Rare is the college or university that benefited from generous state funding in the first half of this decade. But for the first time since before the September 11 attacks and the dot-com bust of 2001, enough public dollars are flowing into IHE coffers to exceed the effects of booming enrollment growth and inflation.
A new report from the State Higher Education Executive Officers, or SHEEO, shows a rebound in constant dollar-per-student state and local funding in 2006. That's welcome news after such funding hit a 25-year low in 2005. "2001 to 2005 was a very difficult period in many states, and the country as a whole," says Paul Lingenfelter, SHEEO president.
SHEEO's annual study of state higher education finance found that in 2006, state and local support per full-time-equivalent student hit $6,325, an increase of 5.1 percent over the previous year. As state and local funding expanded, enrollment growth steadied after five years of increases totaling 17.9 percent. Educational appropriations were most robust in Wyoming and Alaska compared to the national average, while they lagged most in Vermont, New Hampshire, and Colorado.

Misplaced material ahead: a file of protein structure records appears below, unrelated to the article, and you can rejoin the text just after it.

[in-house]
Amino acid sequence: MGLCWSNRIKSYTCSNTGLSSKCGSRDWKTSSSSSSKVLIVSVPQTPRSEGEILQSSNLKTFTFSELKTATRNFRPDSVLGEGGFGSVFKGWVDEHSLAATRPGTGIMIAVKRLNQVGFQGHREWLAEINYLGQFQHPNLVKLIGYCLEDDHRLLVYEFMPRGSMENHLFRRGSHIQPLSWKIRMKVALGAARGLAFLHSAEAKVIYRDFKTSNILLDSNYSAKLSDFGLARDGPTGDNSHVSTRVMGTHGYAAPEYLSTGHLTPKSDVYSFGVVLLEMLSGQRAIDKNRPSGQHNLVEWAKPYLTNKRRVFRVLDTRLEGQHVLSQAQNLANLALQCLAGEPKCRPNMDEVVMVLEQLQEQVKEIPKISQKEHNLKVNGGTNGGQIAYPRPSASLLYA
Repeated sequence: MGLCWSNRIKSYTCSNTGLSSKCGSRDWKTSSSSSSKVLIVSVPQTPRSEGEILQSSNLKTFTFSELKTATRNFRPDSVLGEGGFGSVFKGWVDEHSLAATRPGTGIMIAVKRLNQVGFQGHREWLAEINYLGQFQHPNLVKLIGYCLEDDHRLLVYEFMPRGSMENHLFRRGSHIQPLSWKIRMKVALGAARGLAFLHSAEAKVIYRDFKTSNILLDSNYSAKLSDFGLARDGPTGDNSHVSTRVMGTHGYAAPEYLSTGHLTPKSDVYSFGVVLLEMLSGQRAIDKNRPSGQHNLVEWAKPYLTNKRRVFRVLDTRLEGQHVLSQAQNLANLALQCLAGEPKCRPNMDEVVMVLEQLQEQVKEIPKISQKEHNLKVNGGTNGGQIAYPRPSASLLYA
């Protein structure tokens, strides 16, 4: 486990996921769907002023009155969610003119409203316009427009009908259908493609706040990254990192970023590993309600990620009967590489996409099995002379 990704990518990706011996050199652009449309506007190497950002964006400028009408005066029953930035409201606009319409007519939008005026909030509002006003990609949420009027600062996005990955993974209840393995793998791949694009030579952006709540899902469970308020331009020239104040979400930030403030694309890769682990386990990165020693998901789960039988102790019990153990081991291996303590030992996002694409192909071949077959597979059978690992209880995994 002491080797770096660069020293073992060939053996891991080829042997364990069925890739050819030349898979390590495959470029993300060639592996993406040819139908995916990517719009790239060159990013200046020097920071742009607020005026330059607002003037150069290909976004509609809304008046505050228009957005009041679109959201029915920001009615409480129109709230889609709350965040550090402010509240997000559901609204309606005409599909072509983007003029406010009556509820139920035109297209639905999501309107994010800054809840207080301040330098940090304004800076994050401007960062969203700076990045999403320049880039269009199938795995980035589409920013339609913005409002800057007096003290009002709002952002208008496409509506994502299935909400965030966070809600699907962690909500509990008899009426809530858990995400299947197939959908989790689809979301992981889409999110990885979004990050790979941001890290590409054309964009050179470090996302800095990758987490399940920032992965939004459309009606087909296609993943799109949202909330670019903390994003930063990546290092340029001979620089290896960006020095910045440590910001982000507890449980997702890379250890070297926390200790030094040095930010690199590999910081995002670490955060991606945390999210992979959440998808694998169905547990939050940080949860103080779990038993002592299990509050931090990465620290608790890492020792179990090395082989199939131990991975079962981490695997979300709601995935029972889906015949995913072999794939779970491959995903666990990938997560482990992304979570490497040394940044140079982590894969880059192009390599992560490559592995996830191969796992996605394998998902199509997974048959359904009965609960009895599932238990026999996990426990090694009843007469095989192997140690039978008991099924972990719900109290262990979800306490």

Whether or not the recent rebound is the start of a full recovery is unclear. Enrollment growth, tight state budgets, and shifting state priorities could change the financial picture again, the report notes. Lingenfelter believes the key for institutions is to continue honing accountability, efficiency, and quality. "It has been hard, it's always hard, to absorb new students without additional resources," he says. "But the best way to maintain the public commitment is to improve what we do, to make it clear that the industry is well-managed and interested in increasing productivity and increasing graduation rates and other areas where we all know we need to do better in serving our students."
For SHEEO's FY06 report with findings by state, go to www.sheeo.org. -C.M.F
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